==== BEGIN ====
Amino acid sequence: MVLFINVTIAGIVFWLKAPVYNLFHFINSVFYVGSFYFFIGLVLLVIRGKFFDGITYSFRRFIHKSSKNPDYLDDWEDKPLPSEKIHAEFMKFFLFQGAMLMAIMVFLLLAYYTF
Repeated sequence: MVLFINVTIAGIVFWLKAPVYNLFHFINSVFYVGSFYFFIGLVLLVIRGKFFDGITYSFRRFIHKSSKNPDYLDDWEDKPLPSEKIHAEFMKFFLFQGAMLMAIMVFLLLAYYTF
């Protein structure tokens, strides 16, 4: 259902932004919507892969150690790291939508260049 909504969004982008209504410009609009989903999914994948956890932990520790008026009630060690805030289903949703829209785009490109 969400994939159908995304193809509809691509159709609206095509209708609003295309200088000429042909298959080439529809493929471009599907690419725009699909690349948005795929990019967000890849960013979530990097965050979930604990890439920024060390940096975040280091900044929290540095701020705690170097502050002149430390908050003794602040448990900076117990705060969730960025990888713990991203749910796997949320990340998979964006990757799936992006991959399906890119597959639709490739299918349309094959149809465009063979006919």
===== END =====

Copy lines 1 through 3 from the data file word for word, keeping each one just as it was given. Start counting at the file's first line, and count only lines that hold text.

Amino acid sequence: MVLFINVTIAGIVFWLKAPVYNLFHFINSVFYVGSFYFFIGLVLLVIRGKFFDGITYSFRRFIHKSSKNPDYLDDWEDKPLPSEKIHAEFMKFFLFQGAMLMAIMVFLLLAYYTF
Repeated sequence: MVLFINVTIAGIVFWLKAPVYNLFHFINSVFYVGSFYFFIGLVLLVIRGKFFDGITYSFRRFIHKSSKNPDYLDDWEDKPLPSEKIHAEFMKFFLFQGAMLMAIMVFLLLAYYTF
């Protein structure tokens, strides 16, 4: 259902932004919507892969150690790291939508260049 909504969004982008209504410009609009989903999914994948956890932990520790008026009630060690805030289903949703829209785009490109 969400994939159908995304193809509809691509159709609206095509209708609003295309200088000429042909298959080439529809493929471009599907690419725009699909690349948005795929990019967000890849960013979530990097965050979930604990890439920024060390940096975040280091900044929290540095701020705690170097502050002149430390908050003794602040448990900076117990705060969730960025990888713990991203749910796997949320990340998979964006990757799936992006991959399906890119597959639709490739299918349309094959149809465009063979006919």